I first became aware of this front page last evening thanks to the many retweets by StopDailyMail on Twitter. Most of these were joking about how the quality and circulation of the Daily Mail has become so low, they've resorted to bribing people into buying their own dismal newspaper. This was probably my favourite comment of all:
drivelcast How quickly can we arrange for 1000 asylum seekers to turn up at the Daily Mail offices tomorrow, waving £20 notes and shouting "Thanks!"? The next day, the following tweets by StephenFrysTree caught my eye:
StephenFrysTree @StopDailyMail None of the daily mail newspapers have anything in. No glue. Nothing. ALL OF THEM! Let everyone know At this point, my emotions quickly went from amusement to concern. Had the Daily Mail really tried to trick people into buying today's Daily Mail by tempting them with the false promise of potentially winning free money? If this was a real scam designed to boost sales without giving away any prizes, surely they would be breaking some code of conduct? This claim of missing envelopes was later reproduced by Pearlyyy:
StephenFrysTree WARNING! Tree colleagues have informed me that the Daily Mail is doing a money giveaway! BUT THEY'RE giving NO (cont) http://tl.gd/3fktbs 
Pearlyyy @StopDailyMail ha! Guess what :') I went into work this morning and there was no enevelopes for free money, in ANY of the newspapers! Those who follow me on Twitter will already know of my contempt for the Daily Mail and there was no way I was going to buy a copy of today's newspapers to find out what they were up to. Fortunately, the Daily Mail website has published a poorly written page entitled "You will win" which, as much as I detest linking to their website, can be found here. Below is an extract from this page:
Look on Page 17 of Weekend Magaizne [sic] to find your silver bag. If it is not on Page 17, it will be loose elsewhere in the Magazine. If you cannot find it, then write in to the above address and one will be sent to you.So here we find the crux of the matter. It's not just random lucky silver envelopes inserted into the paper to bribe people into buying it, it's a promotion to this "Match 3 Game" thing they've got going on. I'm guessing this is run by some dubious third party who'll probably sell on your contact details and send junk mail to your home and try to get you to part with some of your money. It's an obvious sponsorship deal between Associated Newspapers and whoever the hell that company is. In return for an undisclosed amount of money, the Daily Mail stuffs junk into the weekend supplement and promotes it on the front page. Most publications do this all the time. The article above does go on to explain how this Match 3 competition works but it's too complicated and irrelevant to the subject for me to reproduce here.
It seems that the Daily Mail hasn't done anything against the rules; they did say that "WE'VE PUT REAL CASH IN TENS OF THOUSANDS OF COPIES OF TODAY'S MAIL", not EVERY copy of today's Mail, after all. It's possible that, if the "Weekend Magaizne" comes sealed up in a plastic wrapping, that a manufacturing error at the factory resulted in the absence thousands of envelopes. (Alternatively, some dirty smelly illegal immigrant on benefits could have nicked all the envelopes in all the copies that StephenFrysTree and Pearlyyy found). If there happened to be a widescale incidence of missing envelopes, then it would be worth writing a complaint to the ASA asking for an investigation into the matter.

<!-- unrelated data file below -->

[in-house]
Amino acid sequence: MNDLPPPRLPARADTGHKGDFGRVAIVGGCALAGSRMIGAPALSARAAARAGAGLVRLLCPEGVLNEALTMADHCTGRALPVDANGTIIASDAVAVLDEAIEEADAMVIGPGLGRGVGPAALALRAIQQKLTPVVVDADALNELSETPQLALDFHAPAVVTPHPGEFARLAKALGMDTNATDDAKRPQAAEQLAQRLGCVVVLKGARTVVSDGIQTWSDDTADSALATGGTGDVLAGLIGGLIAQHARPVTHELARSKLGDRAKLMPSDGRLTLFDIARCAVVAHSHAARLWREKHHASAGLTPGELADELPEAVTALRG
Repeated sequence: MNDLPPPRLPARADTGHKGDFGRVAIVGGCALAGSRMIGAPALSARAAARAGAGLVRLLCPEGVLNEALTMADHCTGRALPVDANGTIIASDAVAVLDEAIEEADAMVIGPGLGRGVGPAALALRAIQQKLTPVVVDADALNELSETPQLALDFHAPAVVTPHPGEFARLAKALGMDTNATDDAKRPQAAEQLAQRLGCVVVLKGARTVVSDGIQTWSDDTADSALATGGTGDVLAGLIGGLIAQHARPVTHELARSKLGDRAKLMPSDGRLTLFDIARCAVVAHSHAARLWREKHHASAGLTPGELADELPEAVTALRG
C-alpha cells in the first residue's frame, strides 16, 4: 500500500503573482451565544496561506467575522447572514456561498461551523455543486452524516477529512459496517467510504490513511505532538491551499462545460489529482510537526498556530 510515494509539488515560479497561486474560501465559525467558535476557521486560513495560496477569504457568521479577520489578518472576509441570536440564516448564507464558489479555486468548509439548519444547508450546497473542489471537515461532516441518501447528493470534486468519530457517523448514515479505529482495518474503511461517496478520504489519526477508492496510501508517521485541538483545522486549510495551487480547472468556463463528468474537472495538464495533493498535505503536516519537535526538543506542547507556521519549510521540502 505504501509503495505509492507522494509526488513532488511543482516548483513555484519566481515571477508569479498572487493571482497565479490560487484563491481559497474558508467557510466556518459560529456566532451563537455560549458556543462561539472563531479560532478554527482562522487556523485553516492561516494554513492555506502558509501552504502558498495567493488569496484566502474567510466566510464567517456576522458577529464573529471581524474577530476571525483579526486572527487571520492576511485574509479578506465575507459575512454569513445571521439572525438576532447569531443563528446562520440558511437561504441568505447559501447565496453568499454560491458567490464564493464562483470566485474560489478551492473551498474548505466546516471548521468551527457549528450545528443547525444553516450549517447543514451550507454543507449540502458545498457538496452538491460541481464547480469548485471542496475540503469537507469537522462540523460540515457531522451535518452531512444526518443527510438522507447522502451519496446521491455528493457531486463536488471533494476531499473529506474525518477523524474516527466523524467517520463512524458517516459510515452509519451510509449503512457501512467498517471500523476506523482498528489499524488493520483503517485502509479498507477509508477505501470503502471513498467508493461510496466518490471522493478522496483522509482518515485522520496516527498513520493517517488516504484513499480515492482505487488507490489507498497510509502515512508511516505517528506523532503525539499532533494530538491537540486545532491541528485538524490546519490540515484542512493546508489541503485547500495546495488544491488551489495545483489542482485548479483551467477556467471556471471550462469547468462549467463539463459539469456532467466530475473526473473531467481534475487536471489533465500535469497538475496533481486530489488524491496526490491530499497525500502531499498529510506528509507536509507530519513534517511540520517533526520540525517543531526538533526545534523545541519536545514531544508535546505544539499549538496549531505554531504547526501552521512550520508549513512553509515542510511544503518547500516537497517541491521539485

Fraudulent or not, I still find this whole saga rather deceptive. If you wanted to find out more about this offer of free cash beforehand, you'd need to actually buy the paper to read the small print (or search for it online like I did). I highly doubt that any publication would just give away money to their customers without attaching some strings first. Nevertheless, there's a lot of vulnerable people out there aren't likely to think, "Wait a minute, there has to be a catch here, I'm not going to buy into this," but rather think, "Ooh! Free money!" and fall into the trap. Vulnerable people like this:
Christy1981 Well the daily mail's 'Free Cash' offer fooled a girl with learning difficulties I know into buying a load of copies. Low, even for them. Free money? Highly unlikely. Illegal? Probably not. Cynical? Very yes.
EDIT (15:02): I've only just realised this but I can't seem to find any details of exactly how much of each monetary value they've given away on the online article mentioned above. Perhaps this information was printed inside the supplement. But let's assume from the purple banner's claim of "TENS OF THOUSANDS OF COPIES OF TODAY'S MAIL" that there were a minimum of 10,000 winning envelopes given away. As of July 2010, the Daily Mail has a headline circulation of 2,117,839, which we'll round up to 2,118,000 for simplification. This would mean the probablity of winning one of these lucky envelopes is about 0.00472 (to 3 significant figures), or 1 in every 212 copies. With a copy of the Daily Mail currently at 50p, you'd probably need to spend £106 to win up to £20, giving you a minimum possible loss of £86. But hey, there's always the Match 3 Game!